September 11, 2001 started off like any other day in the news. Morning shows were shutting it down for the day; assignment desk editors were changing shifts; general assignment reporters were preparing for news meetings.
And then the clock struck 8:46 a.m. eastern time.
From that second on, we know the horrifying details and remember the chilling visuals. Everyone in the world has a “Where were you then” story etched in his/her mind forever.
One other thing changed on that day: the media itself.
For the PRNewsers out there, here are a few ways that media — the way the news is reported, disseminated, and consumed — changed thirteen years ago.
(H/T: Newseum for the collage)
1. UGM. That’s jargon for a term we all understand now — user-generated media. The wonder of the flip-cam (or the antiquated video camera) gained momentum on 9/11. News stations everywhere wanted visuals, sounds, and experiences of what was happening on Manhattan streets.
Even though NYC is the world’s number one media market, reporters were craving “man on the street” perspectives because of a desire for understanding (and a lack of specific facts). On-air pleas were made, and the public answered in droves. Today, it’s expected that someone’s shaky-handed video will make national news every week. On that day, it meant something more.
2. Coverage. Take any national morning show: it includes nice lifestyle fluff pieces, great weather eye candy, the occasional tear-jerker, and a focus on current events. After 9/11, however, each show needed a near-daily segment on foreign affairs — specifically terrorism. According to ADT Research’s five years after 9/11 report, number of minutes devoted to coverage of foreign policy was up 102%, coverage of armed conflict rose 69%, and discussions of terrorism rose 135%. Years after that report, nothing has changed thanks to ISIS/ISIL and their ideological brethren. Welcome to the new normal.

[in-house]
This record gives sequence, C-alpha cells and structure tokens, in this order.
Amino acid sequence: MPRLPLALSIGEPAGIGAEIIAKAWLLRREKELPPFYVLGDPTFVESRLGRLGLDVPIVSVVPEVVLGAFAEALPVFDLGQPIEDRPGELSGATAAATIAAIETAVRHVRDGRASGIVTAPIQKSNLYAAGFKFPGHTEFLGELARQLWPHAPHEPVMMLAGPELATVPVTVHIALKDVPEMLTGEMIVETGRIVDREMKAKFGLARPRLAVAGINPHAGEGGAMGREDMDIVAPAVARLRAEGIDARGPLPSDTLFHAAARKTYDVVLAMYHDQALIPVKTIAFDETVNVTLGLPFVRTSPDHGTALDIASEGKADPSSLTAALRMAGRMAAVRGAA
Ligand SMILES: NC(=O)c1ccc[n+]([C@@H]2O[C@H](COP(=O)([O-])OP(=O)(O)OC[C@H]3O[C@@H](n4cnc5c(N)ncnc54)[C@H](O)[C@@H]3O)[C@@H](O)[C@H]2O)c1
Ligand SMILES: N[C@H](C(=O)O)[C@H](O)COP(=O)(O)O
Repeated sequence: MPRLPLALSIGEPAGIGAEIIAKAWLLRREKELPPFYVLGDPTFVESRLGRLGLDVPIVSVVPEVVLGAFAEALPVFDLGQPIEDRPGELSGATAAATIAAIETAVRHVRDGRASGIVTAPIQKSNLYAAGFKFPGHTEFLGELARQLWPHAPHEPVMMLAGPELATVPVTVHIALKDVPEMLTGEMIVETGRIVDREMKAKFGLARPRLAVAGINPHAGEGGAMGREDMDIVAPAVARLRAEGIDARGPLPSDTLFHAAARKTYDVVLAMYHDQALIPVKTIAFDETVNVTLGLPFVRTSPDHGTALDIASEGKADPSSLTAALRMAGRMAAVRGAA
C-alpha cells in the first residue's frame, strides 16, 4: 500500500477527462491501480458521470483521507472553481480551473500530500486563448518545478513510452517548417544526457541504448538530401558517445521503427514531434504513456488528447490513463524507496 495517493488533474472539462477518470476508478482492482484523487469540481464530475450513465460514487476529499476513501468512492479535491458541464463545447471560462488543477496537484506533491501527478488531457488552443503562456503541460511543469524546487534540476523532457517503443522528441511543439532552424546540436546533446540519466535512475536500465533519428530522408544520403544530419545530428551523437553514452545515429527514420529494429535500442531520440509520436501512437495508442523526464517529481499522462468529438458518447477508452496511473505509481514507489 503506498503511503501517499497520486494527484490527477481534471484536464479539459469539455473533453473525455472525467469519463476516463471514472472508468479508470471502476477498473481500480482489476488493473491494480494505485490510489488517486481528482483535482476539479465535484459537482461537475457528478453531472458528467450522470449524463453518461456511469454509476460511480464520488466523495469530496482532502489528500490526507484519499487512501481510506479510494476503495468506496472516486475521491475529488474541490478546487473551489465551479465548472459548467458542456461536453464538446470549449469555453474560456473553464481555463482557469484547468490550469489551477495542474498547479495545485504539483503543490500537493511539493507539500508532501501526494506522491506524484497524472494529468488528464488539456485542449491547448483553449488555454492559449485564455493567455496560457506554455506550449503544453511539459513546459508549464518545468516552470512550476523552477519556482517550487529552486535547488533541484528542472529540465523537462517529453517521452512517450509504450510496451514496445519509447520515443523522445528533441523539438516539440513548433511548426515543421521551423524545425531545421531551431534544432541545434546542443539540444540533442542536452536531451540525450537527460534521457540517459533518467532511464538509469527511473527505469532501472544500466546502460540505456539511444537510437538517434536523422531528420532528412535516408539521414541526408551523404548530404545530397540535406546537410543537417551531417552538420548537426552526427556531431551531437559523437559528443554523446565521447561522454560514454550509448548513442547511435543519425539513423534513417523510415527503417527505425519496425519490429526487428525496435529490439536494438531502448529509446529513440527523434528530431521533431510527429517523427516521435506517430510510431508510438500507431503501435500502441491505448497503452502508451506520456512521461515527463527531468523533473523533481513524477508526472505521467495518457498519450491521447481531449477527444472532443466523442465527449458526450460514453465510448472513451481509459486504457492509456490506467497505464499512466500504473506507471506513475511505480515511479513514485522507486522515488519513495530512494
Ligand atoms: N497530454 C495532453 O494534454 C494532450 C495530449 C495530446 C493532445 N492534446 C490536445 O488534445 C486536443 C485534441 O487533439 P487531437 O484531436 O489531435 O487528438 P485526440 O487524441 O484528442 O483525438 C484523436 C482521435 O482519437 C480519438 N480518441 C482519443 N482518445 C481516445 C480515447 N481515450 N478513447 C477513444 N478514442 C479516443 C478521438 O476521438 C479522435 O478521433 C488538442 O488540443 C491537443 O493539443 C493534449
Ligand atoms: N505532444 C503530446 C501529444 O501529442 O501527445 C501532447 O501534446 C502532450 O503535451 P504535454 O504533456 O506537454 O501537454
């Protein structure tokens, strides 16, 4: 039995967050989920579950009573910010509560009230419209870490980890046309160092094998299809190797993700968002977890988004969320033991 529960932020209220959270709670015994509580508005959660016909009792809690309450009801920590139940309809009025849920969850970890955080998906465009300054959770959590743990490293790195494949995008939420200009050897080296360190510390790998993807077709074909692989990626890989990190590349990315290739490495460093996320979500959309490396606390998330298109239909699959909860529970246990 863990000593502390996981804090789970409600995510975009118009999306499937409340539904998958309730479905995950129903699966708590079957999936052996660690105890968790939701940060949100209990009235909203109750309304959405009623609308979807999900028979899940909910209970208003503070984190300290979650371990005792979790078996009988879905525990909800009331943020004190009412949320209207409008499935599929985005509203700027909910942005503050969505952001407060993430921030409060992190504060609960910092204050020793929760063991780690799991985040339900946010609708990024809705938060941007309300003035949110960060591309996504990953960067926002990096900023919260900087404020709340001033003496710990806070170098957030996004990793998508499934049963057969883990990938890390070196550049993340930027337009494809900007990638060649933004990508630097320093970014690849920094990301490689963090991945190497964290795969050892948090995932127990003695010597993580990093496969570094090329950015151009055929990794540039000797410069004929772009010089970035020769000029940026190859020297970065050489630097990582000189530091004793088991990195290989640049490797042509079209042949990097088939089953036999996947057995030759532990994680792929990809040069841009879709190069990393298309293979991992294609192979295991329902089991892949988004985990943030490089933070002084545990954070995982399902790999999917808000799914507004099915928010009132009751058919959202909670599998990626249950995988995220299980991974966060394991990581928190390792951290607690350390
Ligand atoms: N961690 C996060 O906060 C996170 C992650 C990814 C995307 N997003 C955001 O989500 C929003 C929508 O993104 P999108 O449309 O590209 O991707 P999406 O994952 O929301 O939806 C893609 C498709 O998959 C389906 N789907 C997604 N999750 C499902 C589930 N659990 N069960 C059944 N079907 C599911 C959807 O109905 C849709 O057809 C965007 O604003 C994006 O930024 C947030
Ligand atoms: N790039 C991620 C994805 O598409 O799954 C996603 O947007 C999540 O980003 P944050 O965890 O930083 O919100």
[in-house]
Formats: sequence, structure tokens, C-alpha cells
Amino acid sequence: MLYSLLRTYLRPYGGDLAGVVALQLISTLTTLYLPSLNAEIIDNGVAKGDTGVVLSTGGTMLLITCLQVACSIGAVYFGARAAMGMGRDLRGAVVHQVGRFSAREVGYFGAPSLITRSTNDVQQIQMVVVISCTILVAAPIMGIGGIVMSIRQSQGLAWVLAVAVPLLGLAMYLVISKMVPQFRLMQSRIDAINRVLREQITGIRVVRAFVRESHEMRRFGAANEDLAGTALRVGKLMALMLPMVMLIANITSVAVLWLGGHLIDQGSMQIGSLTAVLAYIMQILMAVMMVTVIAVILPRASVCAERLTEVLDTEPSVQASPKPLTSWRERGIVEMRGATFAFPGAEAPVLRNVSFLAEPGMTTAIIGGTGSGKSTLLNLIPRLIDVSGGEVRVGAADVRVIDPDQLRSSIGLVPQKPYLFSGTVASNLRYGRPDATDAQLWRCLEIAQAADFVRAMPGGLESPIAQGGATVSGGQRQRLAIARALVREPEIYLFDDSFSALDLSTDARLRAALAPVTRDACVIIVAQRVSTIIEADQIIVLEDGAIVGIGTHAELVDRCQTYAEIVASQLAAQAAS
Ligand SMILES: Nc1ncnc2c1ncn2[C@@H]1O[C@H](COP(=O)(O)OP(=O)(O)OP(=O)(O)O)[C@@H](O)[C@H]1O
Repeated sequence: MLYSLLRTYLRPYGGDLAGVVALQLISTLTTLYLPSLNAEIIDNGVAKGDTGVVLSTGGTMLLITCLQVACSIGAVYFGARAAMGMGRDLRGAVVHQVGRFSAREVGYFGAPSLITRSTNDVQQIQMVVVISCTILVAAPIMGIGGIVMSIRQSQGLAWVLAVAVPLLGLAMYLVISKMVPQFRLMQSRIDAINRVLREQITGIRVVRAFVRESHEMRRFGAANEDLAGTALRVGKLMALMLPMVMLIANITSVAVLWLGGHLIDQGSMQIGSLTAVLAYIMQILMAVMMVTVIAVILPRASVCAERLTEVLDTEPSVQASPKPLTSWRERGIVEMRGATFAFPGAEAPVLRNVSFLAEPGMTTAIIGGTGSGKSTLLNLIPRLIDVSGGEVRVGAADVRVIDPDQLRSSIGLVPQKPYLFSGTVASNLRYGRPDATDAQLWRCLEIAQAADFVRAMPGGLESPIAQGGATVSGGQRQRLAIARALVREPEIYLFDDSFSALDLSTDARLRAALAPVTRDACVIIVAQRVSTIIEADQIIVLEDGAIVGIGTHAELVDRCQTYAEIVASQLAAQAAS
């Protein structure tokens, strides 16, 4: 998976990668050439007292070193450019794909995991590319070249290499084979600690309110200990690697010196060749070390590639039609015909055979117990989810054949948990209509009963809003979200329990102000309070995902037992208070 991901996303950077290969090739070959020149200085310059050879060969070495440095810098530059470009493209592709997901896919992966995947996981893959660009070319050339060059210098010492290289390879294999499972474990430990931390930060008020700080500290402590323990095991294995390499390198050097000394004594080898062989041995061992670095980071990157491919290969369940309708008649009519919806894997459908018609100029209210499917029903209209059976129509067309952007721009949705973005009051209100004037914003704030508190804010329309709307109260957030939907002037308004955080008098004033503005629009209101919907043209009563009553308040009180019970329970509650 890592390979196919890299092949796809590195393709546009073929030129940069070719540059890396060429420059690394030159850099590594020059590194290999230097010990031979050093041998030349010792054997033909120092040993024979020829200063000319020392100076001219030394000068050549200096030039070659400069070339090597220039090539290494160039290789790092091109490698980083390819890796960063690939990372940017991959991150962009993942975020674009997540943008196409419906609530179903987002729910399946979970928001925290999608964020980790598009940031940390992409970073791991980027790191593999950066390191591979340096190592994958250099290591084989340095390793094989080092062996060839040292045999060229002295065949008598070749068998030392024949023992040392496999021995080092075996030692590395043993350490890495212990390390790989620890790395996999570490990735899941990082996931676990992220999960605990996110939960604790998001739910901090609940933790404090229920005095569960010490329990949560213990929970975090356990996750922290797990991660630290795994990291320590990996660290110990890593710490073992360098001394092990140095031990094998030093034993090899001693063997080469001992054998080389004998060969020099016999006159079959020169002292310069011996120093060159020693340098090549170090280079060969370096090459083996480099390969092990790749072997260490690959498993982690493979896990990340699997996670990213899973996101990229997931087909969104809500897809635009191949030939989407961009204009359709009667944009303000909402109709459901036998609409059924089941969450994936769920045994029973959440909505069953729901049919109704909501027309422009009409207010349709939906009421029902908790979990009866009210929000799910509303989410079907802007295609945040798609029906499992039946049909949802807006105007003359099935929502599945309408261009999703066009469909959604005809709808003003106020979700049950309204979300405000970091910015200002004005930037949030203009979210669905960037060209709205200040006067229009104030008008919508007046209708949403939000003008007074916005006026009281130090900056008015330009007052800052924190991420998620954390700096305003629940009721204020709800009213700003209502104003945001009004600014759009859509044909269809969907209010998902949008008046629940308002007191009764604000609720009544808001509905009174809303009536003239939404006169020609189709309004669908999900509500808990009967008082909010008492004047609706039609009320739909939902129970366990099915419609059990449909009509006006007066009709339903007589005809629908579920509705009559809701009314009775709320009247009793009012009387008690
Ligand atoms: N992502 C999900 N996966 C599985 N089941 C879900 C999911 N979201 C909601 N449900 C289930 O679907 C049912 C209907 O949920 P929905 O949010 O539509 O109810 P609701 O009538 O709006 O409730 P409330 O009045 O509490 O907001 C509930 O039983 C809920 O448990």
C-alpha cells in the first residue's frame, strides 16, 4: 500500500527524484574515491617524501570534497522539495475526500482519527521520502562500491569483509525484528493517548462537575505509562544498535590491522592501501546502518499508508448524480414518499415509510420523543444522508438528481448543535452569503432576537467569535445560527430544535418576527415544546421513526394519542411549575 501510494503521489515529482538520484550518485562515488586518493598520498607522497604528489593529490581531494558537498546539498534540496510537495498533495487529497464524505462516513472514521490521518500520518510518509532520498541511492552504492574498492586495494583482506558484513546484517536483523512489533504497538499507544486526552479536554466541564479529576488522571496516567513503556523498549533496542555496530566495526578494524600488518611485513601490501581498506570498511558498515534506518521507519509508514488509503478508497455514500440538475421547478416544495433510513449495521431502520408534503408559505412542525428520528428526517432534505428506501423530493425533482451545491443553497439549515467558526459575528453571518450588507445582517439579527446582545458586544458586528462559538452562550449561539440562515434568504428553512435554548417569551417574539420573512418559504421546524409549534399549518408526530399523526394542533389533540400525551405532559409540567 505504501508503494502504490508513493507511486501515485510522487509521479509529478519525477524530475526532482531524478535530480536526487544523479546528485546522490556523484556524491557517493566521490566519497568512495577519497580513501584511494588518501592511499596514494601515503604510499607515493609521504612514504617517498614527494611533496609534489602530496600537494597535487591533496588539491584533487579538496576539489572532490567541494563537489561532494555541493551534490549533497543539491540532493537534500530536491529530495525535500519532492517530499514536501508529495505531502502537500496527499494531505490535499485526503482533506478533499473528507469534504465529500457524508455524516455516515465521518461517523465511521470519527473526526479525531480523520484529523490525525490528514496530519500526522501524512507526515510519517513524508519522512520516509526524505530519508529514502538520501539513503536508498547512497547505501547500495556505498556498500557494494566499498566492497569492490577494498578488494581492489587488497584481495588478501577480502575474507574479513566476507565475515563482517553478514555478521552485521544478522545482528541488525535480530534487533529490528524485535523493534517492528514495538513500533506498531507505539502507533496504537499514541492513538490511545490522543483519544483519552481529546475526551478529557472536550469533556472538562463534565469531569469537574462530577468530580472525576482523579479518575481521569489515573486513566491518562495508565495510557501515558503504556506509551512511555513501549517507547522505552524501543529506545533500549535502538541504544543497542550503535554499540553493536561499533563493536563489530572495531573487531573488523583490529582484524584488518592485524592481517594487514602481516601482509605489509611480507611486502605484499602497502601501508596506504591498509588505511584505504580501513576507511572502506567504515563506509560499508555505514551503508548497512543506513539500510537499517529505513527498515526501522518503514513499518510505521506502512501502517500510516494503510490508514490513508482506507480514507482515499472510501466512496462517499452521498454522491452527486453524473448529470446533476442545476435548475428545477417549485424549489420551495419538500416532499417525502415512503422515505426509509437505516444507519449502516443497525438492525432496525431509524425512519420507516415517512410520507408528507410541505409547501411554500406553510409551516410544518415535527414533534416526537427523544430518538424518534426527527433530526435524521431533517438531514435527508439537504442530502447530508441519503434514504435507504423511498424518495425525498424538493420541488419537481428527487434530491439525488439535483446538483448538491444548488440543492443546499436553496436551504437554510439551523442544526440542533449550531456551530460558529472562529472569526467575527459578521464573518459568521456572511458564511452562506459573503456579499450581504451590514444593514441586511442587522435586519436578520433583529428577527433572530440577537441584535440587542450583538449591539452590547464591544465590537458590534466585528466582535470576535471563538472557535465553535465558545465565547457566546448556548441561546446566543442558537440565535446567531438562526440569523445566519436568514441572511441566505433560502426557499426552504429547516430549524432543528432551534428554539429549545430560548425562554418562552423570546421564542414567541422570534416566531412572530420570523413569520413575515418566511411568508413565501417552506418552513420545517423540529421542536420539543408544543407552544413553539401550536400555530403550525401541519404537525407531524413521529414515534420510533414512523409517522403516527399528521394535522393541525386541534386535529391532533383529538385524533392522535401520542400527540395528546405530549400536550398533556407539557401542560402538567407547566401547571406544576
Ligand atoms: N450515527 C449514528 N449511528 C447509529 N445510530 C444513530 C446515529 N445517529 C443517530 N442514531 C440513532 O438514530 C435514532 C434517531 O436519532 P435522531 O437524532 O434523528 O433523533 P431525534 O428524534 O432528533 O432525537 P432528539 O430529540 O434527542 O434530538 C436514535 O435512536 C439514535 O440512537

3. Social media. Believe it or not, this didn’t exist in 2001. Real-time news then meant that when a national network reported it, everyone else had the story and its respective local angles. Today, a tweet will go to the top of trends or a video will go viral — then we all have news. Imagine how different the day would have been if social media had existed when the planes hit the towers.
4. Online news. Competition was diverse, but the big news folks still had a one-up on everyone in terms of content. On that day, you had to go to the places that curated news to get updates. Today you can go anywhere a search engine will take you. Did you know that Google has credited 9/11 with compelling them to surface more timely results in search? Every website is focused on search now due to the public’s insatiable appetite for news — an appetite that changed in a profound way on that fateful day.
5. Respect. Ratings have always inspired inter-network battles that resemble gladiators fighting lions in the Roman Coliseum. It’s the reason they exist. But when the planes struck One World Trade, no one was talking about “the best news team” or claiming that “you will find this only here”, because in the moment that stuff didn’t matter. America got back to doing what it was supposed to do — reporting the news, unbiased and unfettered, and discovering the reality on the ground.
We are told to never forget, but I challenge people on this day to try to remember what things were like before so we can appreciate how much they’ve changed. Maybe then we can stop bickering about what we don’t like about the media and start focusing more on what we do like. Filler will always help the news business run, but if we hold our outlets accountable then they might just do a better job of trimming the fat.
Just a thought.